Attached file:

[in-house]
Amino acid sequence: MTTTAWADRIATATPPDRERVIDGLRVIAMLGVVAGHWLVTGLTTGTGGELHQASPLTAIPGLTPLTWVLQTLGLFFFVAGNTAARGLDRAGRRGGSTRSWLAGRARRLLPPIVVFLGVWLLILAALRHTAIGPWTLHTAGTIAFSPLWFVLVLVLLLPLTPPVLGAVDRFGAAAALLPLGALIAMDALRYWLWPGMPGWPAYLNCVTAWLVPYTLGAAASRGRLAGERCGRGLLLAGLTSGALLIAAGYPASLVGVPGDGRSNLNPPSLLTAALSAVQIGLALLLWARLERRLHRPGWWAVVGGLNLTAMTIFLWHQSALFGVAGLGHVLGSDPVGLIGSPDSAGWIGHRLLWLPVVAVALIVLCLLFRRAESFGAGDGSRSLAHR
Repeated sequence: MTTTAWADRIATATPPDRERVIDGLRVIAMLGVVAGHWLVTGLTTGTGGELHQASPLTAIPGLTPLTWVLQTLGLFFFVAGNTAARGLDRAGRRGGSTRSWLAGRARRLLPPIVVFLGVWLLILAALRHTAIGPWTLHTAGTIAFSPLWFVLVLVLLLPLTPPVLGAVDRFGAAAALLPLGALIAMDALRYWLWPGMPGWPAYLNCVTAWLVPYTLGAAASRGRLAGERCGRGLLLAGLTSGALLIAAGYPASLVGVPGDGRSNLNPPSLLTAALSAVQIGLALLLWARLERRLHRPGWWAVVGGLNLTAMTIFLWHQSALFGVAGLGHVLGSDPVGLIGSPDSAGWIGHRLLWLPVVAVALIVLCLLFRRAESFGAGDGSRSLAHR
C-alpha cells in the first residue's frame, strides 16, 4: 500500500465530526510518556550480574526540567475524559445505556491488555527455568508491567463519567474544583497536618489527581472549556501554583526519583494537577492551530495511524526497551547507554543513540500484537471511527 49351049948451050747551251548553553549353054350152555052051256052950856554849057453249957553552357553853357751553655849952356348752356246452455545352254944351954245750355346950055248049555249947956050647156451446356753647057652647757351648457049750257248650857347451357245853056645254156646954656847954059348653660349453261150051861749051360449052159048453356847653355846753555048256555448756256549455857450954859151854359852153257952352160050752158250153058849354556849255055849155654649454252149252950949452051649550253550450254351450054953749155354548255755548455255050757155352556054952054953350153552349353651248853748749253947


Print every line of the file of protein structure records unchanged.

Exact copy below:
[in-house]
Amino acid sequence: MTTTAWADRIATATPPDRERVIDGLRVIAMLGVVAGHWLVTGLTTGTGGELHQASPLTAIPGLTPLTWVLQTLGLFFFVAGNTAARGLDRAGRRGGSTRSWLAGRARRLLPPIVVFLGVWLLILAALRHTAIGPWTLHTAGTIAFSPLWFVLVLVLLLPLTPPVLGAVDRFGAAAALLPLGALIAMDALRYWLWPGMPGWPAYLNCVTAWLVPYTLGAAASRGRLAGERCGRGLLLAGLTSGALLIAAGYPASLVGVPGDGRSNLNPPSLLTAALSAVQIGLALLLWARLERRLHRPGWWAVVGGLNLTAMTIFLWHQSALFGVAGLGHVLGSDPVGLIGSPDSAGWIGHRLLWLPVVAVALIVLCLLFRRAESFGAGDGSRSLAHR
Repeated sequence: MTTTAWADRIATATPPDRERVIDGLRVIAMLGVVAGHWLVTGLTTGTGGELHQASPLTAIPGLTPLTWVLQTLGLFFFVAGNTAARGLDRAGRRGGSTRSWLAGRARRLLPPIVVFLGVWLLILAALRHTAIGPWTLHTAGTIAFSPLWFVLVLVLLLPLTPPVLGAVDRFGAAAALLPLGALIAMDALRYWLWPGMPGWPAYLNCVTAWLVPYTLGAAASRGRLAGERCGRGLLLAGLTSGALLIAAGYPASLVGVPGDGRSNLNPPSLLTAALSAVQIGLALLLWARLERRLHRPGWWAVVGGLNLTAMTIFLWHQSALFGVAGLGHVLGSDPVGLIGSPDSAGWIGHRLLWLPVVAVALIVLCLLFRRAESFGAGDGSRSLAHR
C-alpha cells in the first residue's frame, strides 16, 4: 500500500465530526510518556550480574526540567475524559445505556491488555527455568508491567463519567474544583497536618489527581472549556501554583526519583494537577492551530495511524526497551547507554543513540500484537471511527 49351049948451050747551251548553553549353054350152555052051256052950856554849057453249957553552357553853357751553655849952356348752356246452455545352254944351954245750355346950055248049555249947956050647156451446356753647057652647757351648457049750257248650857347451357245853056645254156646954656847954059348653660349453261150051861749051360449052159048453356847653355846753555048256555448756256549455857450954859151854359852153257952352160050752158250153058849354556849255055849155654649454252149252950949452051649550253550450254351450054953749155354548255755548455255050757155352556054952054953350153552349353651248853748749253947